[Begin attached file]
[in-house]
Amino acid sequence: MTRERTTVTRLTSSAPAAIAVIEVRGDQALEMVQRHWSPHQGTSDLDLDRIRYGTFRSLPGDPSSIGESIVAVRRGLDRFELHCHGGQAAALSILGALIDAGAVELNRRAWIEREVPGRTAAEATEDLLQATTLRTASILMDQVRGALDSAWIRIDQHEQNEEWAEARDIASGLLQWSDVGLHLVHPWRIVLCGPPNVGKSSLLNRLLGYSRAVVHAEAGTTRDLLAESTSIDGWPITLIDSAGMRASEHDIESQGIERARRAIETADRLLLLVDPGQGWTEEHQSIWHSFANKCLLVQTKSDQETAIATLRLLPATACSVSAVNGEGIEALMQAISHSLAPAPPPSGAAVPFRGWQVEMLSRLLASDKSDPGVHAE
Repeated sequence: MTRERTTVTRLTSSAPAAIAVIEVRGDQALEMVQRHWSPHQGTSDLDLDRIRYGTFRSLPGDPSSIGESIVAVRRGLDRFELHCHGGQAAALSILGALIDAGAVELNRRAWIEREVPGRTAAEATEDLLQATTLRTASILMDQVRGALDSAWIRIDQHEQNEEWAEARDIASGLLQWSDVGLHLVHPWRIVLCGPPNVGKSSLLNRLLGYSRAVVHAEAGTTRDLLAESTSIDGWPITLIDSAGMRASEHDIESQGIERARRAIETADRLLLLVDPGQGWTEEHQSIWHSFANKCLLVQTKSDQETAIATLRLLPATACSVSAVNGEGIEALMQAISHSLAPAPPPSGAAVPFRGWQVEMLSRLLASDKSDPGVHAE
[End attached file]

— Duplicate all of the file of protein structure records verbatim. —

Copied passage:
[in-house]
Amino acid sequence: MTRERTTVTRLTSSAPAAIAVIEVRGDQALEMVQRHWSPHQGTSDLDLDRIRYGTFRSLPGDPSSIGESIVAVRRGLDRFELHCHGGQAAALSILGALIDAGAVELNRRAWIEREVPGRTAAEATEDLLQATTLRTASILMDQVRGALDSAWIRIDQHEQNEEWAEARDIASGLLQWSDVGLHLVHPWRIVLCGPPNVGKSSLLNRLLGYSRAVVHAEAGTTRDLLAESTSIDGWPITLIDSAGMRASEHDIESQGIERARRAIETADRLLLLVDPGQGWTEEHQSIWHSFANKCLLVQTKSDQETAIATLRLLPATACSVSAVNGEGIEALMQAISHSLAPAPPPSGAAVPFRGWQVEMLSRLLASDKSDPGVHAE
Repeated sequence: MTRERTTVTRLTSSAPAAIAVIEVRGDQALEMVQRHWSPHQGTSDLDLDRIRYGTFRSLPGDPSSIGESIVAVRRGLDRFELHCHGGQAAALSILGALIDAGAVELNRRAWIEREVPGRTAAEATEDLLQATTLRTASILMDQVRGALDSAWIRIDQHEQNEEWAEARDIASGLLQWSDVGLHLVHPWRIVLCGPPNVGKSSLLNRLLGYSRAVVHAEAGTTRDLLAESTSIDGWPITLIDSAGMRASEHDIESQGIERARRAIETADRLLLLVDPGQGWTEEHQSIWHSFANKCLLVQTKSDQETAIATLRLLPATACSVSAVNGEGIEALMQAISHSLAPAPPPSGAAVPFRGWQVEMLSRLLASDKSDPGVHAE